After Shawn Nehiley injured his back on the job in 2002 while working as a journeyman for Iron Workers Local 7, he was prescribed opioids for pain. “When they gave me the oxycontin, I felt like Superman, but that turned real quick,” he recalls. 

Speaking during an April 28 stand-down in Boston’s Seaport that concluded the third annual Building Trades Recovery Week, the president of the Ironworkers District Council of New England was one of several speakers who shared their story of addiction and recovery with approximately 500 workers. The Building Trades Employers’ Association Northeast organized the event along with Turner Construction Co., Suffolk Construction and WS Development.

The stand-down, which takes place during National Recovery Month, seeks to enjoin the unionized construction industry to fight substance use disorder, and help find ways to improve mental health and break through stigmas associated with these conditions. 

Additional stand-downs were held the same day by the New England Laborers’ Health and Safety Fund involving some 100 workers from Dimeo Construction and Shawmut Construction in Providence, R.I. Both events included a 60-second moment of silence to commemorate the 229 construction workers out of every 100,000 who die from substance use disorders each year. 

Fighting Back

An alcoholic, Nehily had been sober for 16 years when he sustained his back injury in 2002 and was prescribed opioids.  

"My life was good, I had gotten into the Ironworkers 14 years earlier," he says, "I met a girl, had a son, bought a house and got married." 

He was afraid to talk to anyone in his union hall about his opioid addiction. "I tried hundreds of times on my own to quit and a hundred times I failed," he says. "I went to four different detoxes.” 

A decade of addiction left him “a shell” of himself. “I had to use a drug to get out of bed every morning,” he says. "I couldn’t get my act together” and he says he nearly got divorced. 

Recovery only started after his wife called the Iron Workers, who showed up at his house. He says it was his union brothers and sisters who saved his life by getting him back into detox and providing the support to keep him on the road to recovery.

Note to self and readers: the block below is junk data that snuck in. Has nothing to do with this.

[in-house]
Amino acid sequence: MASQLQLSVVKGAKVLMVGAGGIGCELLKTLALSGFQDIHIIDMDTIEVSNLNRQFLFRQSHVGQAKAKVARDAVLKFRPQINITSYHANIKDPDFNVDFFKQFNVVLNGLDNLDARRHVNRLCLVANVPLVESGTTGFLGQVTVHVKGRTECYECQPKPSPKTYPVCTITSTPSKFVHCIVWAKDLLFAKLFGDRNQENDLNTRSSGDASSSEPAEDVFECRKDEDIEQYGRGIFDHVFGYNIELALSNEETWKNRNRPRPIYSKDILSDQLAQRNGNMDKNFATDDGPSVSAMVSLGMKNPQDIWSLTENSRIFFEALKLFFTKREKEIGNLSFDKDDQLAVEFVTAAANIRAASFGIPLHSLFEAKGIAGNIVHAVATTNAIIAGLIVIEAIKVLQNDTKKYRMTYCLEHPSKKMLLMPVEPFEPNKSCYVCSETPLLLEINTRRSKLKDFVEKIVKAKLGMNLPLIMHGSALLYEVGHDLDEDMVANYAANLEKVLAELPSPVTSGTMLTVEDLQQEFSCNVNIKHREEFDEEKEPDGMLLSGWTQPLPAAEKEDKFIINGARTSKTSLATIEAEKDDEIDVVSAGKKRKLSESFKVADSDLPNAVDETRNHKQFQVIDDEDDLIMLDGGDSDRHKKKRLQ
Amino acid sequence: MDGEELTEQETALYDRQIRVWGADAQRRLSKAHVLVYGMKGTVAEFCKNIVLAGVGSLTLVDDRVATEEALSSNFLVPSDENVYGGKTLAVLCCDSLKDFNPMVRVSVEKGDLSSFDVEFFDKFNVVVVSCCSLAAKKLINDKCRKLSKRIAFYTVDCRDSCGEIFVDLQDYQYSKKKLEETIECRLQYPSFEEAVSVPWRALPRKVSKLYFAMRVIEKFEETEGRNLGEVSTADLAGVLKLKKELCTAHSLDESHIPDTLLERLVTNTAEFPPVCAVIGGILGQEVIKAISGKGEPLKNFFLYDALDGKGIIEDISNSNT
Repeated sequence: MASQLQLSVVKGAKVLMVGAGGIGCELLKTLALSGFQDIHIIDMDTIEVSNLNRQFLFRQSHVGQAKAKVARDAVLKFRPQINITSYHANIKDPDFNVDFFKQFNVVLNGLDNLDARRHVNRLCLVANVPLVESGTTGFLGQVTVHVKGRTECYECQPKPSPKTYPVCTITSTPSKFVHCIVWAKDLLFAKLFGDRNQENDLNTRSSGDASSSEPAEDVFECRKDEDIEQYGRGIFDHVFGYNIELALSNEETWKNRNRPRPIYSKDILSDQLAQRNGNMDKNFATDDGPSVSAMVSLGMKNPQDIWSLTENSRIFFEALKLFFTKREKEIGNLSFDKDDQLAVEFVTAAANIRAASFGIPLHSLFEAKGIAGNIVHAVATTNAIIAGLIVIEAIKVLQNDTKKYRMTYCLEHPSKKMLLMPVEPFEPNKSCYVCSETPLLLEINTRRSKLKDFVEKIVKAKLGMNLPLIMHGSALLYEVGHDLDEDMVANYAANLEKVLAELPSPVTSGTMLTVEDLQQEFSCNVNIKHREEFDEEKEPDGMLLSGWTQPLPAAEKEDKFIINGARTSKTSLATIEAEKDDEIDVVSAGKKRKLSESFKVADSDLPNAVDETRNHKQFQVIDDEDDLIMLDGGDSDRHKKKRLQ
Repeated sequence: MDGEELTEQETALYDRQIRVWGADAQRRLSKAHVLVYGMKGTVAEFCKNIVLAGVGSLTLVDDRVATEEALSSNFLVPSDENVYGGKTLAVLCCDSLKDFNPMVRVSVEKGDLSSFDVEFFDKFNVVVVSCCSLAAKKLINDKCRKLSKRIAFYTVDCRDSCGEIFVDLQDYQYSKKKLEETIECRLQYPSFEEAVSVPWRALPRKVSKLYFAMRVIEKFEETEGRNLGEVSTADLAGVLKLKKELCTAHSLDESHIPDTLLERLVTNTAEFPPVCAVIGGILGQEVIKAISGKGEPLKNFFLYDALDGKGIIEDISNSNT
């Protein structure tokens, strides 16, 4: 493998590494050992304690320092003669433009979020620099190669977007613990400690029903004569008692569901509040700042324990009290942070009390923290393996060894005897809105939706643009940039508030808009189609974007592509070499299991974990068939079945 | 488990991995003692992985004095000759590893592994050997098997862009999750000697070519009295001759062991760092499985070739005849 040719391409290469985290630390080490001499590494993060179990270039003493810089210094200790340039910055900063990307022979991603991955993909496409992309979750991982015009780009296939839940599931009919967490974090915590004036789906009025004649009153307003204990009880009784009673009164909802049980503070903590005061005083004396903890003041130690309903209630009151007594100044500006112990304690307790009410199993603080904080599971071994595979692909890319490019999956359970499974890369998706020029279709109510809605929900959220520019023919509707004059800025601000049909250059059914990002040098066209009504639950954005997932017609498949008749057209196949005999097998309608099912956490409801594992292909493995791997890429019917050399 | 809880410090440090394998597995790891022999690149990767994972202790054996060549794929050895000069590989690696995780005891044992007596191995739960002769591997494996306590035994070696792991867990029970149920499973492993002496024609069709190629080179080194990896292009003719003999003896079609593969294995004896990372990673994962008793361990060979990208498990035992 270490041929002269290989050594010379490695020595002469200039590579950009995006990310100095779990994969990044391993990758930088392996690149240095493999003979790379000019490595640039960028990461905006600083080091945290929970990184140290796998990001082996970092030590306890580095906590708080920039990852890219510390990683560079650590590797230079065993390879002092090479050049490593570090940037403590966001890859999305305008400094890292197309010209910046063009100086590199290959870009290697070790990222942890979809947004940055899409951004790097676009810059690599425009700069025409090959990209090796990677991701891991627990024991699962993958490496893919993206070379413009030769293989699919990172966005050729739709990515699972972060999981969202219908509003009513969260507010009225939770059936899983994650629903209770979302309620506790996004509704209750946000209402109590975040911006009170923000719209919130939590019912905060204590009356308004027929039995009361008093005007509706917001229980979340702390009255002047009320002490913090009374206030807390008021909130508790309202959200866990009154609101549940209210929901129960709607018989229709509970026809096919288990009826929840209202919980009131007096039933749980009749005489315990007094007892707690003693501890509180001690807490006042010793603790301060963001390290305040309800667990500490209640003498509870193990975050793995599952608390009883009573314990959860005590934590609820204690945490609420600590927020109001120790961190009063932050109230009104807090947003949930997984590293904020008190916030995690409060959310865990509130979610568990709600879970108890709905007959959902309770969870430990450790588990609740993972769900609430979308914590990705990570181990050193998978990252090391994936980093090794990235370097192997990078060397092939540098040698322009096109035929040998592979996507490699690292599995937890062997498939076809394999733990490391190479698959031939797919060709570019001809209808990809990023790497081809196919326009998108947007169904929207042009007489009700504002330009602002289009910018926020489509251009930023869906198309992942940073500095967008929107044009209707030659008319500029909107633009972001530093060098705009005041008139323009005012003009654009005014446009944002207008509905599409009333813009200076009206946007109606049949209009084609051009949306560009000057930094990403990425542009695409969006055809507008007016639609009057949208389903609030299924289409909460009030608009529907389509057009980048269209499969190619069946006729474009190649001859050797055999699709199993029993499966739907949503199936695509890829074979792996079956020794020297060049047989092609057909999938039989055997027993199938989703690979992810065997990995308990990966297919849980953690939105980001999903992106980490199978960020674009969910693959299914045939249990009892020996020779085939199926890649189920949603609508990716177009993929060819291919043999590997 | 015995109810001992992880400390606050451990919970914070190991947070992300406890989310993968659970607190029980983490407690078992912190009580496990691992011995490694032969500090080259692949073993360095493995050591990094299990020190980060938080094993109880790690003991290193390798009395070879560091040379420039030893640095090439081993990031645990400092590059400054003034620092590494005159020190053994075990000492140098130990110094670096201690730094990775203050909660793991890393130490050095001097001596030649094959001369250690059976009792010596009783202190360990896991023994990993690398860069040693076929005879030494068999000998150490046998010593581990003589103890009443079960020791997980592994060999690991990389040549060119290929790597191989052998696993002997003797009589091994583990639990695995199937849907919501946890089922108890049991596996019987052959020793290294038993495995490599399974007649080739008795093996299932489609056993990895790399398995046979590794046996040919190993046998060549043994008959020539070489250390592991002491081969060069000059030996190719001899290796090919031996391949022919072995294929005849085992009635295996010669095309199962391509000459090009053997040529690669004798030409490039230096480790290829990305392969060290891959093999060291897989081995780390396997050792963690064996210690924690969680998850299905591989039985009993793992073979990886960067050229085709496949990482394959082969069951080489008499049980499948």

Nehily says a lot has changed since his second recovery. Today, you can seek help in a union hall, he says. “We won’t put you out on the street,” he says.

Sobering Statistics, Sobering Stories 

Construction workers represent 25% of fatal opioid overdoses among all workers, who are six to seven times more likely to die of a heroin overdose than workers in other industries, a BTEA Northeast statement notes. A 2020 study also found that 83% of all construction workers have experienced a mental health issue.

The Centers for Disease Control and Prevention notes that construction has the highest suicide rate of all industries at 53.2 suicides per 100,000 workers. "We've got to do something about it," said Tom S. Gunning, BTEA Northeast executive director, who shared his own struggles with addiction and recovery and was also named one of ENR's Top 25 Newsmakers of 2022.

Paul Greeley, executive director of the New England Carpenters Benefit Fund Carpenters Assistance Program, who has been sober for 27 years, said while his organization has made great strides since it was founded 35 years ago, statistically speaking, “one in 10 people [at the union stand down] have a substance abuse problem.” 

Greely noted that the average age of the workers who choose to keep “living the hard life using” is about 35 to 38 years old. The carpenters program offers eight short-term counseling sessions with no copays or insurance to help.

Martin F. Walsh, business manager for Laborers International Union Local 223, says he got sober 17 years ago after abusing alcohol for 51 years.

“Without help in recovery," he says, "I would have been dead.” 

Daniel McNulty of the Massachusetts Building Trades Union says his organization has been working to build trust in peer-to-peer support. He was passing out stickers that read “Struggling?” for workers to put on their hardhats. The stickers have a QR code that provide a point person in each of the 14 trades if a union member or safety staff needs to seek help from the worker’s union hall. “The stickers can also help contractors who may not know the specific labor benefits a worker has,” he says.

Kayla Hallisey, an ironworker apprentice and three-year member of Iron Workers Local 7, says she joined the union three years after recovering from heroin addiction. The single mom goes to Narcotics Anonymous and has received counseling for herself and her 12-year-old son from the Iron Workers. “I feel supported by the local,” she says. “We know exactly where to go if we need assistance,” she says. She also sees other people she knows struggling. “I try to support them if they are nervous to go down to the hall.”